We’ve been riding off-road for many years, first with four-wheelers and then with UTVs. This year I got my own, a Polaris RZR 900 Trail, and it has allowed me to go much more often. This year we also finally started carrying radios in some of the machines — they’ve come in useful more than once. After using an existing pair of handheld GMRS/FRS two-way radios through the summer and fall, I wanted something more powerful and without batteries to recharge. I began looking into vehicle-mounted units.
Historically, consumer two-way radios have mostly peaked at two watts of power. The reason for this isn’t technological but legal with FCC-imposed frequency power level limits. In 2017, the FCC finalized regulation updates to combine the lower FRS and GMRS frequencies, increase the power limits, and renumber the channels of the higher GMRS frequencies. As a result, manufacturers began developing radio hardware to take advantage of this. Midland’s MXT line is one such example, and the 15W MXT275 is the one I chose for the RZR. It works with all our existing radios, can be mounted in an enclosed location (the main controls are in the handset), and provides more power for better reach in the mountains.
This is the hardware I chose:
- Midland MXT275 15W GMRS MicroMobile Radio
- Midland MXTA3 5/8 Wave Antenna
- Midland MXTA6 Mounting Bracket
- 6m Antenna Cable
- RJ-45 Bulkhead
- 5 ft Cat5e Patch Cable
Radio Head Unit Installation
I chose the radio I did because I didn’t want it exposed any more than necessary. Between dust, mud, rain, snow, hot, cold, and other weather, unsealed hardware wouldn’t last long. Because this head unit doesn’t have any controls, I’d be able to install it in the one safe place in the RZR: the glovebox.
I started by removing two machine screws under the front storage cover and detaching the dashboard. With the screws removed, the dashboard can slide forward out the tabs holding it place. I left the wiring connected, which allowed enough pivot room for accessing the back of the glovebox.
There’s an existing hole in the glovebox for the stereo wiring, but it was too small and too crowded to get the large PL-259 connector on the antenna cable through. I needed to drill another hole.
At the same time, I mounted the bracket for the radio head unit to ensure adequate space for its connectors. The bracket was screwed into the top of the glovebox to allow continued use of the bottom for dry storage.
The radio included a short 1/4 wave antenna that I was unable to use because it required a ground plane and I had no suitable surface (typically the roof). I purchased a 5/8 wave antenna, which was longer but would work without mounting on a ground plane.
It’s guaranteed that some part of the trip will be on a brushy trail with branches scraping at all sides of the vehicle. Any antenna mounted where antennas usually get mounted might last one or two rides. For this reason I chose a roll cage mount for the antenna and clamped it on as high as possible near the spare tire.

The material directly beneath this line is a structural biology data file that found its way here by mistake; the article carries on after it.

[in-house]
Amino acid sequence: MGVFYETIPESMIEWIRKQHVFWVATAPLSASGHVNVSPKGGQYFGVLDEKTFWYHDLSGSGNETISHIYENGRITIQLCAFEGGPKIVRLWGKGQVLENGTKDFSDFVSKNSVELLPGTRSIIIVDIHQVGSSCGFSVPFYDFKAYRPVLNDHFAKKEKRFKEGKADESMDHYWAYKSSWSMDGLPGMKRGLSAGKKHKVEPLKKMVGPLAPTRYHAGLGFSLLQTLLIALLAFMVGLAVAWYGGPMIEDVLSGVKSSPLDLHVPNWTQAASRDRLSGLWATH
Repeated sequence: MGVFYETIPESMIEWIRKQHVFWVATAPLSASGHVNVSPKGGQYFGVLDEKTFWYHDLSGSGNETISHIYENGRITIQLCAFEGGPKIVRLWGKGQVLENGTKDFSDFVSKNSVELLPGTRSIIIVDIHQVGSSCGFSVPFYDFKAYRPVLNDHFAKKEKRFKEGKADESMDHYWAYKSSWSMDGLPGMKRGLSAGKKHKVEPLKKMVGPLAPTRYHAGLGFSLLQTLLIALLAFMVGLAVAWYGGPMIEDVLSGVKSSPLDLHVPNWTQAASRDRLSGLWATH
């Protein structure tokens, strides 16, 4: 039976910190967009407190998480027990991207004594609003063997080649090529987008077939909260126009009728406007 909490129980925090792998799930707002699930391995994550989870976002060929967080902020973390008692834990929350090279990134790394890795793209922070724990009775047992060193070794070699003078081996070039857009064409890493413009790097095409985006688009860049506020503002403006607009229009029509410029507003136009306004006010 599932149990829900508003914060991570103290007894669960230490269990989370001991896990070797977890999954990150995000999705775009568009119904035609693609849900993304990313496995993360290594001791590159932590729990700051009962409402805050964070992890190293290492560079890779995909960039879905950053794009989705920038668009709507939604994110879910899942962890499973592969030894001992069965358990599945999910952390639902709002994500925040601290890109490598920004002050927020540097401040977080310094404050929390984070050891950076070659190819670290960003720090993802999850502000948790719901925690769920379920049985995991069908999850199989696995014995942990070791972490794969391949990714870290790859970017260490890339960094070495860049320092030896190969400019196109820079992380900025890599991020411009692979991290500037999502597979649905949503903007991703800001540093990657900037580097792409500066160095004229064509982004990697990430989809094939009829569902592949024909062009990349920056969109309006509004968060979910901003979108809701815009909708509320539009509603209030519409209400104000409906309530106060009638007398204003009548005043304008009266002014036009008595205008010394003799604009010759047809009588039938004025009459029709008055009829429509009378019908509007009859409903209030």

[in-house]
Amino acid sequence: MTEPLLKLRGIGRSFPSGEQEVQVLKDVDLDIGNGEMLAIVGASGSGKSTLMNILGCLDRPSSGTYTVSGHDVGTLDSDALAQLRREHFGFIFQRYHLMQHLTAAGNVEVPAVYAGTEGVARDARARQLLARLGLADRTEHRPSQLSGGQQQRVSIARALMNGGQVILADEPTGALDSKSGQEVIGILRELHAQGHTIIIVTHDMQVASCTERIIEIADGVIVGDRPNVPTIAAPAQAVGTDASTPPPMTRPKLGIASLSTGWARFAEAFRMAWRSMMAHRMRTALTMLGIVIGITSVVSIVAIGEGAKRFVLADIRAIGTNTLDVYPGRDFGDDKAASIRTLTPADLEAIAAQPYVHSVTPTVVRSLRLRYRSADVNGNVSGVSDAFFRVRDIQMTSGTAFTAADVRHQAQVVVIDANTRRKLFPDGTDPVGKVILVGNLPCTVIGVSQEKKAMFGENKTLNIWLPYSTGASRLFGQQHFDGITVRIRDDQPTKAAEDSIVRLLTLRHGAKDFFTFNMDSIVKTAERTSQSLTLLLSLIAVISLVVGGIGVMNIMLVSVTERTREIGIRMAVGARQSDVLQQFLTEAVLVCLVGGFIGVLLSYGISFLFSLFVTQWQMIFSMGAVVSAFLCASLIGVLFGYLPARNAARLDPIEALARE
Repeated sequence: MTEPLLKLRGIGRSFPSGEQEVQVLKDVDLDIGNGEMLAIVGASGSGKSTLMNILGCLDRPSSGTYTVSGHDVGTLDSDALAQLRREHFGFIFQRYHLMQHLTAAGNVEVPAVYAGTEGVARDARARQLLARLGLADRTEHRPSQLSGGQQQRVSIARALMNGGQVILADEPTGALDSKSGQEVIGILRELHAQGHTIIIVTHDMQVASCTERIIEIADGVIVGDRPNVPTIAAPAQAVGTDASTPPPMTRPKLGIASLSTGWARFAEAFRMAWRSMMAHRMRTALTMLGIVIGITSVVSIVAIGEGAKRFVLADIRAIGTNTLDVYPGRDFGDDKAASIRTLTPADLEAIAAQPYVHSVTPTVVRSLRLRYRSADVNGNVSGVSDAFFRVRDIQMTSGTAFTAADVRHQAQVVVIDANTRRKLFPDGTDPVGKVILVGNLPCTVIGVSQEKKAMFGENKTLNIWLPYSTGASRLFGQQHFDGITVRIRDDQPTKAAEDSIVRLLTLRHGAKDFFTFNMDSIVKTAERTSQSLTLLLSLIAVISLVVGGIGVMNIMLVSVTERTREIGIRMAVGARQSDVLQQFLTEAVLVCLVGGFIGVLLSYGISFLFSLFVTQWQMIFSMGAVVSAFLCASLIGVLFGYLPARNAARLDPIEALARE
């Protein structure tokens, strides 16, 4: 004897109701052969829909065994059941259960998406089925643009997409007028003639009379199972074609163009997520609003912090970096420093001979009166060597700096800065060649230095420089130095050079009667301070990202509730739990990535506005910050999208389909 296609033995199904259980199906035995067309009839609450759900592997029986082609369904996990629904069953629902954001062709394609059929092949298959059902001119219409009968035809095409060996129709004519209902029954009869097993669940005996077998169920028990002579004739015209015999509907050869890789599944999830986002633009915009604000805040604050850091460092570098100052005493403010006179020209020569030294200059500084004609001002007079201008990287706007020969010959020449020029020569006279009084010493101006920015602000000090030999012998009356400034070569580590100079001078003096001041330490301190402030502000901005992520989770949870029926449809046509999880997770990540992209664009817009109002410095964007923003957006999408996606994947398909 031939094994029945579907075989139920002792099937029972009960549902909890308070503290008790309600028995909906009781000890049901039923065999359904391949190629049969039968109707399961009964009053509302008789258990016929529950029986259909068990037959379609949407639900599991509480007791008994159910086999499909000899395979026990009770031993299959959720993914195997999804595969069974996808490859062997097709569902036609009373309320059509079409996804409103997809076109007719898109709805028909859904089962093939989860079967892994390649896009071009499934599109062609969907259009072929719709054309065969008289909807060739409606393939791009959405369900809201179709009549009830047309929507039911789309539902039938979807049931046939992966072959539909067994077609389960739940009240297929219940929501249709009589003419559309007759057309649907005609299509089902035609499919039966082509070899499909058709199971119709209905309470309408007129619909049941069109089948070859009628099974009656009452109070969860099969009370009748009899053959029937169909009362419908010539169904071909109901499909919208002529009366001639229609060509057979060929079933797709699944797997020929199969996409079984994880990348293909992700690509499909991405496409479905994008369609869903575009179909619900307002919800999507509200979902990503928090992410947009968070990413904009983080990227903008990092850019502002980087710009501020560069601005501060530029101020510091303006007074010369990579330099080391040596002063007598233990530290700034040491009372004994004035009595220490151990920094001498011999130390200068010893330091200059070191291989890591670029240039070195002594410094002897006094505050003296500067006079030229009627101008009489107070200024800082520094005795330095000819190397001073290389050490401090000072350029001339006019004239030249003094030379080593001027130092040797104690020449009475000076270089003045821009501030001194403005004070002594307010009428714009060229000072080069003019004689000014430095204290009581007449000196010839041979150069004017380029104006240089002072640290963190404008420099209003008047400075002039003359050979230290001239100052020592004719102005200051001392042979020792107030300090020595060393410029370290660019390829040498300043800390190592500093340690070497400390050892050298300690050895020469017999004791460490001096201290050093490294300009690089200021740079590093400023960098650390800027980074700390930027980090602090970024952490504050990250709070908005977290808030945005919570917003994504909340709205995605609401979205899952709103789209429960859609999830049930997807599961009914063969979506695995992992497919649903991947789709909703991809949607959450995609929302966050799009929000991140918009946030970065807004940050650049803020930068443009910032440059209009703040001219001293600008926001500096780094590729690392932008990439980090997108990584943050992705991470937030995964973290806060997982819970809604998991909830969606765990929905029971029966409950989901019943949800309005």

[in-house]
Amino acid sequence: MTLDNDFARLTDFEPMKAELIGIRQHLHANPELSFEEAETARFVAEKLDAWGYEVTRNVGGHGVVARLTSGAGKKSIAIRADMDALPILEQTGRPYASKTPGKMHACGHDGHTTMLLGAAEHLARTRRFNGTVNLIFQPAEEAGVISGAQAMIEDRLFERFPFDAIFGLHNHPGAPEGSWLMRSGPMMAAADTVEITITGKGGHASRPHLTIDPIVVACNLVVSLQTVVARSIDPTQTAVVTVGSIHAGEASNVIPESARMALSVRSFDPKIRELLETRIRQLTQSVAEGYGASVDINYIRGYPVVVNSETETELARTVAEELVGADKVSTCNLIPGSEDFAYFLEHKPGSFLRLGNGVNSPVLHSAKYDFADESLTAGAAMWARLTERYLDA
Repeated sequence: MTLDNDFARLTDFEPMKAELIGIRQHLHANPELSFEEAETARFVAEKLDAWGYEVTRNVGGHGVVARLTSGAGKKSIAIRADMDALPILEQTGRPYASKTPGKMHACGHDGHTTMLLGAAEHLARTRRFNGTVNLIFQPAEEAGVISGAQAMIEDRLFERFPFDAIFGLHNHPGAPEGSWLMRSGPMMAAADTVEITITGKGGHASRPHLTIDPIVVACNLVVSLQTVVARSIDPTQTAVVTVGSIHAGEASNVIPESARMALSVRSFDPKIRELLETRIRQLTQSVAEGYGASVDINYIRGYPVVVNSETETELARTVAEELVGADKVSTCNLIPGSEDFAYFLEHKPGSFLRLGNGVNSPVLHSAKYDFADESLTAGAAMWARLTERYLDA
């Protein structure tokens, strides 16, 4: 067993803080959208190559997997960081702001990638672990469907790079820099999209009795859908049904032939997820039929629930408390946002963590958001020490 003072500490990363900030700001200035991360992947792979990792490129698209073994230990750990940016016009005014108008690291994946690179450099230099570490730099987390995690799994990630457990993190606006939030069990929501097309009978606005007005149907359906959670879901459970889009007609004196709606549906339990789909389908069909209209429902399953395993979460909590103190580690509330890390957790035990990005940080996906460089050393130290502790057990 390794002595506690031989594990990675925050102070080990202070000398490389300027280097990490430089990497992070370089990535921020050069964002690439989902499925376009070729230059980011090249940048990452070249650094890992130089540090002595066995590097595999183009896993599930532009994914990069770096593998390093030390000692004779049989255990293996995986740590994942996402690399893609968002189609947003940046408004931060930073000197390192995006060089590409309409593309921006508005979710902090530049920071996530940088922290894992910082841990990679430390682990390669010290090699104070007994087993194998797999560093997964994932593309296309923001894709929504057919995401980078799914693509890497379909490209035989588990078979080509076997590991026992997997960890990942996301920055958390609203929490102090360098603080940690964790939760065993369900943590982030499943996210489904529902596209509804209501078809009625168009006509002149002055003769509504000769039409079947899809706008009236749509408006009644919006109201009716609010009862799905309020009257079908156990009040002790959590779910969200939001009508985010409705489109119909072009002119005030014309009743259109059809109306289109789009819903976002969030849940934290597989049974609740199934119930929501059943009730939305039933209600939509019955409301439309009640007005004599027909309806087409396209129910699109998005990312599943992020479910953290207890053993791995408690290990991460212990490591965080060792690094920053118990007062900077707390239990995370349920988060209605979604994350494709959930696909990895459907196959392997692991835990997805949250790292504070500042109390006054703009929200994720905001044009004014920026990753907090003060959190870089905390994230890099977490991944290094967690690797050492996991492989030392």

The previous owner had installed some speakers and ran wiring along the lower left tube of the roll cage. I opted to run the antenna’s cable along the same general path. This required complete removal of the front fender and removal of some of the body screws and plugs to provide enough flex in the plastic to slip the cable in.
As the ground shows, the frame of a RZR collects an incredible amount of mud and keeps a large amount of it around even after thinking you’ve washed it well. It was useful in deciding on the safest spot to attach the cabling, though. Once ran and zip-tied in place, I reattached the fender and reinstalled all removed screws and plugs (no extras!).
On the wall between the cab and front is a small bus bar for accessories. I poked the radio’s power cable through an existing penetration, cut off the 12V socket adapter, and crimped ring terminals on. These got connected to the appropriate posts.
The only crimp connectors worth using in this location are marine-grade tinned copper with adhesive-lined heat shrinks. It gets wet, and it vibrates a lot. Nothing else would hold up.
To avoid routing the handset cable out the front of the glovebox, I installed an RJ-45 bulkhead next to the stereo controls. That connects back to the head unit with a standard network patch cable, which is ran through the same hole in the rear of the glovebox as the antenna cable.
The RJ-45 bulkhead has an O-ring and screw cap, which allows the handset to be removed completely, sealed up, and be protected from water while transporting or washing the RZR.
Final Connection and Powering Up
I attached the antenna cable to the back of the head unit, plugged in the power, connected the handset extension, and slid the head unit into its bracket.
After plugging the handset into the bulkhead, I was able to power everything up and run a successful test.
The last step was to reinstall the dashboard and its two anchoring screws.